We constantly hear the term “data breach”, but what does it mean? The Identity Theft Resource Center (ITRC) defines a data breach as an incident in which potentially sensitive information, such as an individual name plus other identifiable personal information, is put at risk.
The ITRC tracks data breaches weekly and since 2005, there have been over 4,000 breaches; 619 breaches impacted over 57M records in 2013 alone. Data on the move is at the top of the list of primary causes of breach.
For retailers, the narrative is only growing. Based on the Trustwave 2013 Global Security Report, retailers were top of the list for 2013: there has been a 45% increase in data breach investigations related to retailers.
So how do retailers battle the endless stream of potential data breaches, protect their brand integrity and keep their names off the front pages of the news outlets? We advise them to implement a layered approach and address all of their consumer payment channels. The following are technologies that can be used to secure payment information throughout the lifecycle of a payment:
• Point-to-point encryption: Point-to-point encryption helps provide the private card data of consumers the same level of protection the industry has been using for decades to secure PIN number information. The ability to secure payment information from the card swipe forward is critical for retailers that accept payments in a brick and mortar environment.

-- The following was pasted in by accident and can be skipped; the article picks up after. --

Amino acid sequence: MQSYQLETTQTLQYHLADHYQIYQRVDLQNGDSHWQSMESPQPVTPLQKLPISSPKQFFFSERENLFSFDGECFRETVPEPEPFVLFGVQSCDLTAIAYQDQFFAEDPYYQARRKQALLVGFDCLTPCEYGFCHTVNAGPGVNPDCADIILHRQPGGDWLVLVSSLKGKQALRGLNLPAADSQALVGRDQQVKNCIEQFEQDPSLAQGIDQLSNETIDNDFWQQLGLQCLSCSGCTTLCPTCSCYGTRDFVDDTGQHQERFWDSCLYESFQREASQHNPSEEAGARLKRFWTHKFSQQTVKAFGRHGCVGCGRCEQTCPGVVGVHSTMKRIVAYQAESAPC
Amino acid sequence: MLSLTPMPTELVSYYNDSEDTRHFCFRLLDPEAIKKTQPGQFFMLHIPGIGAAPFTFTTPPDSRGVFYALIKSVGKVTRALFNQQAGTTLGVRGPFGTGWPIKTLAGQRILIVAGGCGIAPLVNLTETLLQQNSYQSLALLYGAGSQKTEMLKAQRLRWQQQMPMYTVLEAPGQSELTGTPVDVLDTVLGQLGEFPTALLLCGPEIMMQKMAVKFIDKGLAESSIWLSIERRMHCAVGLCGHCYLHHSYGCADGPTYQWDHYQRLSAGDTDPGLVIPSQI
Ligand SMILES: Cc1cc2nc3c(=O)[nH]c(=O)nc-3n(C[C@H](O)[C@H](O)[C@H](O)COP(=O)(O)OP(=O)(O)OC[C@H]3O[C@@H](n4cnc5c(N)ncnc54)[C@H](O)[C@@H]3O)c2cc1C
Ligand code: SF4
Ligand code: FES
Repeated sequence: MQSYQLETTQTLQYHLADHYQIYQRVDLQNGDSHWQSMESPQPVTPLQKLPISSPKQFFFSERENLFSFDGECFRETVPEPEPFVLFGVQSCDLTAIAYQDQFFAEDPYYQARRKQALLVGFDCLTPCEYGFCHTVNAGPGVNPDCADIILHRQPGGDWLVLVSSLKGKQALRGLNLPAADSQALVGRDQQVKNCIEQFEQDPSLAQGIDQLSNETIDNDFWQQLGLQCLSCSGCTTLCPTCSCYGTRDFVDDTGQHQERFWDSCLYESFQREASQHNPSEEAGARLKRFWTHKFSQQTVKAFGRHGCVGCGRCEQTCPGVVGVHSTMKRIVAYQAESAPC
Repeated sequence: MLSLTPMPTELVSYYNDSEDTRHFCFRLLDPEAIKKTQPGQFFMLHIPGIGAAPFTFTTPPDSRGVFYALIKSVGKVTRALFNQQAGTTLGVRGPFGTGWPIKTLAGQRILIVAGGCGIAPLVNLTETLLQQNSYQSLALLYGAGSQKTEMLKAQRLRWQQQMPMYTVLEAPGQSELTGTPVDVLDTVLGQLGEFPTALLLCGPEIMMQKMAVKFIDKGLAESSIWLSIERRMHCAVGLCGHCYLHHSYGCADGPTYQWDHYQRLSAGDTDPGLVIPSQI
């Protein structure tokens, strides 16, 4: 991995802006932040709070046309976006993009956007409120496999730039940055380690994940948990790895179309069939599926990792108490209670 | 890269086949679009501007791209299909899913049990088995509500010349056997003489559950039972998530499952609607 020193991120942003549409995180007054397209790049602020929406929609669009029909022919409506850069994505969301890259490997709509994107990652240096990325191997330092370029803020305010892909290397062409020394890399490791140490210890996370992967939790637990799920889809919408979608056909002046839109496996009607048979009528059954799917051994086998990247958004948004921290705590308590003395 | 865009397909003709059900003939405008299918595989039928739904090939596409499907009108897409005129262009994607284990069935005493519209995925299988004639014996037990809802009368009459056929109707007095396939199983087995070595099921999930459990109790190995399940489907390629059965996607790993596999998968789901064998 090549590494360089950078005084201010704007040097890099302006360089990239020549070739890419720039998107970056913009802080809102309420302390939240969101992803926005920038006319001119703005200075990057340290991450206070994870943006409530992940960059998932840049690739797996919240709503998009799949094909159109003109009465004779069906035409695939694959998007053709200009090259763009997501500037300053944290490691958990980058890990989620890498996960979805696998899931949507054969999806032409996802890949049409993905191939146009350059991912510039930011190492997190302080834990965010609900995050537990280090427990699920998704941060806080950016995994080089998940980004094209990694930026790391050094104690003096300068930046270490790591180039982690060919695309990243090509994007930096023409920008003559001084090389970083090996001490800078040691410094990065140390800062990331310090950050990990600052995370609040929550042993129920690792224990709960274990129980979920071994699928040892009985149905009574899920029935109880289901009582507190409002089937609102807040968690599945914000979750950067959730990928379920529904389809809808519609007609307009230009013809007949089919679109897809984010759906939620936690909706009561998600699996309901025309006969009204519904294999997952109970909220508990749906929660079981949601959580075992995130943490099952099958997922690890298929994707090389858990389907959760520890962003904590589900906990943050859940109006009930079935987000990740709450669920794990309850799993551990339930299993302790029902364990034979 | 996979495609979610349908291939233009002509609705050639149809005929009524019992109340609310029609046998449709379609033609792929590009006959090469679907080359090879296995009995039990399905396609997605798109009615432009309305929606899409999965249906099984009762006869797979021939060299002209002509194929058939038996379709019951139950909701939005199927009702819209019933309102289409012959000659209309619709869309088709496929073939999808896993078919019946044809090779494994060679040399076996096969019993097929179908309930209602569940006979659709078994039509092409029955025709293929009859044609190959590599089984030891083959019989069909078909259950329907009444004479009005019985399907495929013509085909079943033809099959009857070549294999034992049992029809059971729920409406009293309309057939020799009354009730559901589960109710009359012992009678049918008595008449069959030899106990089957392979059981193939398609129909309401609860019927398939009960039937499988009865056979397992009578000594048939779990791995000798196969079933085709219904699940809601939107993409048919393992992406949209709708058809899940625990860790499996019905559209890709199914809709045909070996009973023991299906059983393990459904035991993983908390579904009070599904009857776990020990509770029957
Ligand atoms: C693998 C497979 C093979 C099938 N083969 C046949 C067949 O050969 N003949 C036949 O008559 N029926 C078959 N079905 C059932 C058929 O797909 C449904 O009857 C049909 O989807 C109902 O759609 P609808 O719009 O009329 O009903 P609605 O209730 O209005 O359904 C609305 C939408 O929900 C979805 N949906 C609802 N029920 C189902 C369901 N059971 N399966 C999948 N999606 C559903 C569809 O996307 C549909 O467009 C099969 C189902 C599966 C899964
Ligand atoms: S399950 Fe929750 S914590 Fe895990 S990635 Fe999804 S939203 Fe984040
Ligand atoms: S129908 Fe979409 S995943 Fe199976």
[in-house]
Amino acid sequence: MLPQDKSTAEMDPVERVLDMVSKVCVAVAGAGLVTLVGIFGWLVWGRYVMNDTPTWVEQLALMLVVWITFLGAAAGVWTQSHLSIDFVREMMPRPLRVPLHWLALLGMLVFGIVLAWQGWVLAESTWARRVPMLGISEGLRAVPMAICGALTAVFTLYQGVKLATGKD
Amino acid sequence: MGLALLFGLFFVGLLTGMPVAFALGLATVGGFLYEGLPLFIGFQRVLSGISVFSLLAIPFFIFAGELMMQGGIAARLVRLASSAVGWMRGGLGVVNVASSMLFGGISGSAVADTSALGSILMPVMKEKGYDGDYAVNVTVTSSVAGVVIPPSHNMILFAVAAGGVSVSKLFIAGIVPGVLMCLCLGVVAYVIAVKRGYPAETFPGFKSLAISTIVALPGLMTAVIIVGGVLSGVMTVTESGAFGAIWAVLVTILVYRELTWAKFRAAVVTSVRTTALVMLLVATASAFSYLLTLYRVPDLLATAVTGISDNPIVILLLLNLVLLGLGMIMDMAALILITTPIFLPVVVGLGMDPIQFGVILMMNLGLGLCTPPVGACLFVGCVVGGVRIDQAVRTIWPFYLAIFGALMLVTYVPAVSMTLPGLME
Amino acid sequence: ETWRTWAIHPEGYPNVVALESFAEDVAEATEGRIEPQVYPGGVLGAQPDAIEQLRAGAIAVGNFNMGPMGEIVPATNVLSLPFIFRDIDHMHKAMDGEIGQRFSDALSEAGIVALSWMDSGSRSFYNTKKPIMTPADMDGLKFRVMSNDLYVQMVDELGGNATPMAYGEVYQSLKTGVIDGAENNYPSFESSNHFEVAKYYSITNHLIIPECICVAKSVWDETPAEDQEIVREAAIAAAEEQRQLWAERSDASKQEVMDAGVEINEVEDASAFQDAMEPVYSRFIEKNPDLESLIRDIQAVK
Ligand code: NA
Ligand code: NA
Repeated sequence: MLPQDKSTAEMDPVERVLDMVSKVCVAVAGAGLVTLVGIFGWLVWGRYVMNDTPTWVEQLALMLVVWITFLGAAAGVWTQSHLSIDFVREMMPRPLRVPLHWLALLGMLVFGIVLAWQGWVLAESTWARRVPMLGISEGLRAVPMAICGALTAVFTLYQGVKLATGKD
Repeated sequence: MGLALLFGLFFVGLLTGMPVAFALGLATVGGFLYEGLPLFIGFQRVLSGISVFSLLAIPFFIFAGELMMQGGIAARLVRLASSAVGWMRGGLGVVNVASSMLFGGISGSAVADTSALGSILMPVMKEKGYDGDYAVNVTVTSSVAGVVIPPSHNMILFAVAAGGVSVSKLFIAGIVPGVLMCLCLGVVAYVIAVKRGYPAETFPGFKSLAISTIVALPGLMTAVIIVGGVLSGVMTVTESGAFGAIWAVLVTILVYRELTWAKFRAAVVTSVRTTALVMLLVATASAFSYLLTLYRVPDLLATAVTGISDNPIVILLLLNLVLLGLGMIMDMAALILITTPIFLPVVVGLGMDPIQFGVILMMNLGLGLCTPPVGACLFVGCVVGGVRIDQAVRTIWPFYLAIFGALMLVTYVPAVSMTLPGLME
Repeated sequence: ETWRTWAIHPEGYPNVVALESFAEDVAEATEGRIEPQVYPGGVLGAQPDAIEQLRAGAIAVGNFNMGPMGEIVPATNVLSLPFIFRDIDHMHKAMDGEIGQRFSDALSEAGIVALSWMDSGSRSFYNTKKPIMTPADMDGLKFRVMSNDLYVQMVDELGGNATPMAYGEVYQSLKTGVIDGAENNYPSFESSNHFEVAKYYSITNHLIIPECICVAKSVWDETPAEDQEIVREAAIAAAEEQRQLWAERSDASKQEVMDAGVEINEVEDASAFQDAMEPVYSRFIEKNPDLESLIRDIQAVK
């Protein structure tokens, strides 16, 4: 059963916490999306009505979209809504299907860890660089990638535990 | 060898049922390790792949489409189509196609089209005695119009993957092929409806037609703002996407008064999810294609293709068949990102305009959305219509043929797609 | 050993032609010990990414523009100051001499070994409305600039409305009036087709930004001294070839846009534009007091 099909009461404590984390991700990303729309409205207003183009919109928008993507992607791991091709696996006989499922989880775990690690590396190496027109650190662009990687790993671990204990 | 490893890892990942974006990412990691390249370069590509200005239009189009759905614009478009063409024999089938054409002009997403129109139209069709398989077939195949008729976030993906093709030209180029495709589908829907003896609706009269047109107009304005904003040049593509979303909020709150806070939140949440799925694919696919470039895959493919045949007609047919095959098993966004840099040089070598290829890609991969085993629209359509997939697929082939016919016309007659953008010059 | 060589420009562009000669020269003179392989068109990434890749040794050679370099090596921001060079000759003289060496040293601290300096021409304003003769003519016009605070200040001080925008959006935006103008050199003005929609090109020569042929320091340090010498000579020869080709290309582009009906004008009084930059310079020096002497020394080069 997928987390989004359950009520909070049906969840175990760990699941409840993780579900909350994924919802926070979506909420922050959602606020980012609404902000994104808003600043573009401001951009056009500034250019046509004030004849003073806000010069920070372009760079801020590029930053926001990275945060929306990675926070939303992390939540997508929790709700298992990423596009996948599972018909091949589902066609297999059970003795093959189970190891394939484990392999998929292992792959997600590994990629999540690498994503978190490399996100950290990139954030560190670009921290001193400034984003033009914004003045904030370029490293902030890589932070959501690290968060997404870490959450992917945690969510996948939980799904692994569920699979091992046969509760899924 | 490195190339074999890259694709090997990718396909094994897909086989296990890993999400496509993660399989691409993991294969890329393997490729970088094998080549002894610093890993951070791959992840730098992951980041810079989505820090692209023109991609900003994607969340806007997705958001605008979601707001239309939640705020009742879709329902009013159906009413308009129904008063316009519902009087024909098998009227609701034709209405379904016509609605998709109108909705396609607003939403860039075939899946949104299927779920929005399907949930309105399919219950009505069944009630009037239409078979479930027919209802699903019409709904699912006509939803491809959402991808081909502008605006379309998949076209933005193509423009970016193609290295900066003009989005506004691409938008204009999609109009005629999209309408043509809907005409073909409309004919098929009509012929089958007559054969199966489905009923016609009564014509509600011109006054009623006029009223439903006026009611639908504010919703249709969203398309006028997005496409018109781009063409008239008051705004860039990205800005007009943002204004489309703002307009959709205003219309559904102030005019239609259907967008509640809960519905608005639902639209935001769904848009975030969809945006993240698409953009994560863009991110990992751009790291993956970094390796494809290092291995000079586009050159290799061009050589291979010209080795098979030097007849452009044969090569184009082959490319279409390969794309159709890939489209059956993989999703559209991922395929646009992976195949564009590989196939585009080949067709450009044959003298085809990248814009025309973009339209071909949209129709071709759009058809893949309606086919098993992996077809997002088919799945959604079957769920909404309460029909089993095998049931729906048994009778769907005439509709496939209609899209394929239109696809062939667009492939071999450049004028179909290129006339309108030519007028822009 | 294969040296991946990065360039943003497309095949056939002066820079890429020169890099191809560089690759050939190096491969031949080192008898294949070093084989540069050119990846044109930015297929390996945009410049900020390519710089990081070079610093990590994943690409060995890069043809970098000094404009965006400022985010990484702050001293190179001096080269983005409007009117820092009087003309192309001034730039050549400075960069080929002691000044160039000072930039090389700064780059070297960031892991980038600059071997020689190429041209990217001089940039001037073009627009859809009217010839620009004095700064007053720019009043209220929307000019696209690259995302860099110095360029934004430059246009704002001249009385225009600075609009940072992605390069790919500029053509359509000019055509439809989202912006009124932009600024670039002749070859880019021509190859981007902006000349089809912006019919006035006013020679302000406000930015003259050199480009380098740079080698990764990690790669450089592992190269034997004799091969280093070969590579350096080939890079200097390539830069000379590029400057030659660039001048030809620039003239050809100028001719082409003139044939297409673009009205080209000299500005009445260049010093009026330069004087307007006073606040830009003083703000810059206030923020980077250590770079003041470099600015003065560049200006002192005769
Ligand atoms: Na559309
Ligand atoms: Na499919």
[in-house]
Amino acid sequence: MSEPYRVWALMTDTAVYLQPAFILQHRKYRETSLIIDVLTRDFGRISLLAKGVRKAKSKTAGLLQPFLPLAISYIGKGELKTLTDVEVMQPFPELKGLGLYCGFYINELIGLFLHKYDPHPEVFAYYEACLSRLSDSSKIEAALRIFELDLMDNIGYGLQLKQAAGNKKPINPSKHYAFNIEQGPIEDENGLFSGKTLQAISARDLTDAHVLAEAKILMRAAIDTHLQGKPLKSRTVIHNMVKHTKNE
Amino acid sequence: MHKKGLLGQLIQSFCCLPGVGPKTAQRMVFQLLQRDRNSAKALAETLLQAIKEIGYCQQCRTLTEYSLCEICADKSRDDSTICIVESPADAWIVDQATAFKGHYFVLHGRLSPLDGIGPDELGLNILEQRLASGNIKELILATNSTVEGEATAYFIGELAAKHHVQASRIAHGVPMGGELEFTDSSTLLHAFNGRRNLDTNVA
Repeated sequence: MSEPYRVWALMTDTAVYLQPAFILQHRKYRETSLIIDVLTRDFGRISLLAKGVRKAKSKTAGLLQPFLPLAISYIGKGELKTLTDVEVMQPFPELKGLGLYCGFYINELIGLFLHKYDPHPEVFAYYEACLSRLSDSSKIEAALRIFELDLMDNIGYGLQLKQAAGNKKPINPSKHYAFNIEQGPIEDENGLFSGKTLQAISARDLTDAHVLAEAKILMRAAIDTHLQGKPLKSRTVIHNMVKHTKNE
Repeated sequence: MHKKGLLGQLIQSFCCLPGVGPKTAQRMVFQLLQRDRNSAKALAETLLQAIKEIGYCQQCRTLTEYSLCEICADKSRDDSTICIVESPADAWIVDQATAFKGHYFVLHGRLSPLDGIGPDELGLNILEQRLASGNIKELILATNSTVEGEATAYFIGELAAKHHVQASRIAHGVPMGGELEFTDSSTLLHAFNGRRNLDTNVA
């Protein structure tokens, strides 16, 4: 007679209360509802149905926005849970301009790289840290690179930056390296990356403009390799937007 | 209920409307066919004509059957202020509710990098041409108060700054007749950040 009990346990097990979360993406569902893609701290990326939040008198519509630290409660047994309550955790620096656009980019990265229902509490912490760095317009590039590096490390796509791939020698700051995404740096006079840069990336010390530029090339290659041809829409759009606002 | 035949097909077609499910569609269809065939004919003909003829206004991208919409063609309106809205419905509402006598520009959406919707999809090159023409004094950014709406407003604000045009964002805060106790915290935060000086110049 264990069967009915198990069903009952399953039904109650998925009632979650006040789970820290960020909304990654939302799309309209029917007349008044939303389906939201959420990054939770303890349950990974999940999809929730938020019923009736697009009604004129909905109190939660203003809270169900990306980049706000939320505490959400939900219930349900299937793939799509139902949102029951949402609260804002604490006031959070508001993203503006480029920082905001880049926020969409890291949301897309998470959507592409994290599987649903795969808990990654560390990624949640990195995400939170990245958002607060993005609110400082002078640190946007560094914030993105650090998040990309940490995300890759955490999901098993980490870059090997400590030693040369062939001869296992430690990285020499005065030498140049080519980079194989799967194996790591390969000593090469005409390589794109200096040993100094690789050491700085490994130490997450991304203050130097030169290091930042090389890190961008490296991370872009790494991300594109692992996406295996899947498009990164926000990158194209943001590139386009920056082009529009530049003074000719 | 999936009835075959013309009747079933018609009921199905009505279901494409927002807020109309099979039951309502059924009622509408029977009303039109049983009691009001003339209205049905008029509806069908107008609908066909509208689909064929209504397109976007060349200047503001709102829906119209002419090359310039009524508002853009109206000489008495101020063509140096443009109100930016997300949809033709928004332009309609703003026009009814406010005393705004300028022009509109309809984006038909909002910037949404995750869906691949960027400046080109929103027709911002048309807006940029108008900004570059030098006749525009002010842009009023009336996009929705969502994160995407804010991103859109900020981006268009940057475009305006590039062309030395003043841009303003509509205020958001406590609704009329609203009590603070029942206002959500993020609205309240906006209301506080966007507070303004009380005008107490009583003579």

• Secure Payments Page: This technology addresses the eCommerce channel, allowing retailers to protect the payments information coming from the fastest growing segment of many retail businesses. By providing encryption, tokenization and industry services like 3D Secure, a retailer can reduce the exposure through this channel.
• Tokenization: Tokenization gives retailers the ability to configure their platform to return a token value to the store system, as opposed to echoing back sensitive PAN data. This helps mask and protect the sensitive payment data being sent via the various payment transactions paths a retailer may use. Tokenization provides protection of payment data “at rest”, supporting the business processes that need to happen after authorization has taken place, such as settlement, customer service, order fulfillment, refunds and disputes, and chargebacks.
• Network segmentation: Network segmentation confines data to a private, protected network and provides an additional layer of protection. It helps reduce the scope and costs associated with PCI compliance and drives down your overall exposure by keeping payment data isolated from servers and networks that support all of the other business functions.
The bad guys are out there to find ways to penetrate store systems. It’s up to retailers to confront this reality and protect their storefronts – digital and physical.